California Real Estate in the News

This week there has been a spate of articles in the San Francisco Chronicle about real estate and mortgages, such as: Bay Area foreclosures on rise – adjustable loans a growing threat, and Foreclosure rates spike in Bay Area, mingled with: Big drop in U.S. home prices – A record decline nationwide, though California sees rise.

 So, what’s up?

I’m no expert, but the word “relative” springs to mind; meaning, as compared to what?  Here are my thoughts on the subject…

Yes, the stats do show that foreclosures are rising in the Bay Area and many other areas in the U.S.  One article mentioned above appearing in the Chronicle on October 19th reports a spike in loan defaults of 89% in the Bay Area and 112% in California over last year. Today, the same paper shows foreclosures (which is what happens if a default is not remedied within about 100 days) to be at 865 so far in 2006.  BUT, the 2005 Bay Area Census estimates that there are 1.5 million owner-occupied housing units located there, which is one foreclosure per 1,734 homes.  This relationship lends some perspective.

Then there’s the crunch being felt by those who over-extended their financial capacity to pay their adjustable rate mortgages as rates adjust upward. Crunch time is coming for many of these borrowers because one-third of the Bay Area’s ARMs will reset at higher interest rates over the next two years.  The two relevant questions here are: 1) Can these people afford the higher mortgage; and 2) What is their equity position in the home?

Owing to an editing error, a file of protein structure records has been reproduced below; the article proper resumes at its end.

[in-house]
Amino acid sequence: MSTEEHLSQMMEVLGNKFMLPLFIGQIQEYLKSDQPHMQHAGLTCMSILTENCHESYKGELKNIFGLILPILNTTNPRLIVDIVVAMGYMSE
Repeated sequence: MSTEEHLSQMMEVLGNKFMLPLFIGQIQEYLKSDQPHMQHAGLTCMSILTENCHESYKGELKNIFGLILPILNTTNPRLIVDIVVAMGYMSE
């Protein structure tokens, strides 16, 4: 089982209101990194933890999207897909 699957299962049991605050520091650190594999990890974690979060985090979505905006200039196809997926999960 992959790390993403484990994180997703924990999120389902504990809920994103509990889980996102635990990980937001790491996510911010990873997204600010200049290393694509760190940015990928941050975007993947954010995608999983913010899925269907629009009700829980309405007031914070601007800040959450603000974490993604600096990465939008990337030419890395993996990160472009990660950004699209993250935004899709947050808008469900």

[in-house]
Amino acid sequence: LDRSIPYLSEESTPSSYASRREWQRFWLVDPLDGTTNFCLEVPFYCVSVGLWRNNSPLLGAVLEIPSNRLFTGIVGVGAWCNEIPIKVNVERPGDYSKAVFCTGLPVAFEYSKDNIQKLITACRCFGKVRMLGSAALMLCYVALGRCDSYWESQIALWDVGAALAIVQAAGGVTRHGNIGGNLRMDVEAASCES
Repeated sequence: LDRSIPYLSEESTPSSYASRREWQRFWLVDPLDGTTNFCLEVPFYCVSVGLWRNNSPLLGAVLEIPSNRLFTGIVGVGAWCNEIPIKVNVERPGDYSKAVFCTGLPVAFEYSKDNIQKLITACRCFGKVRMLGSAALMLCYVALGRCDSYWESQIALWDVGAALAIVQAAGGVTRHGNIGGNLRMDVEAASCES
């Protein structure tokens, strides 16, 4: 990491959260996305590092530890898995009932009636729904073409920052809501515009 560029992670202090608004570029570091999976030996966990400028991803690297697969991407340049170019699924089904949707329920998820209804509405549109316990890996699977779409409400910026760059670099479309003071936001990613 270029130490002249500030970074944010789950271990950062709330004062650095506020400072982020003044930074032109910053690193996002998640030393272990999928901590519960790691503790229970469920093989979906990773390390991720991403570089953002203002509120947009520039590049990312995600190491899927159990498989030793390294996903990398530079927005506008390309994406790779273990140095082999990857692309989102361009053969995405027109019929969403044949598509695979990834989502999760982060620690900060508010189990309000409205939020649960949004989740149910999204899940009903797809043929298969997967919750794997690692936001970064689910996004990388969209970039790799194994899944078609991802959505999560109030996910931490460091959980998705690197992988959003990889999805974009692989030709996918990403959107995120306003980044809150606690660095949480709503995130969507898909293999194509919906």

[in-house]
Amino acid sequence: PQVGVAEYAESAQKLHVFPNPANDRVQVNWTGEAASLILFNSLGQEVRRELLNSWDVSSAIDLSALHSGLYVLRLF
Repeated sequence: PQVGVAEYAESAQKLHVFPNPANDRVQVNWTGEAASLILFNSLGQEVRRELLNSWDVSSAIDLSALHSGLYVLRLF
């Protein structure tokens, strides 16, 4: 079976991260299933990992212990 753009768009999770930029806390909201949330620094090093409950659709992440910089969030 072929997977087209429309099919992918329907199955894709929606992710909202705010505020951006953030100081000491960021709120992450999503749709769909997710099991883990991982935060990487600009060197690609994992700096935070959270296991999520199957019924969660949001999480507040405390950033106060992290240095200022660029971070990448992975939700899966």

Two factors that might mitigate the deleterious effects rising ARMs might have on foreclosures in California is the employment rate and borrower equity in homes.  As I noted in an earlier post, these two factors are said by a Federal Reserve Bank study to have a strong predictive effect.  Happily, the employment and equity numbers are pretty high in California for the moment.

Given that California prices are weathering the downturn better than most places, homeowners may not experience a substantial decline in their equity sufficient to make them walk away from their homes.

 

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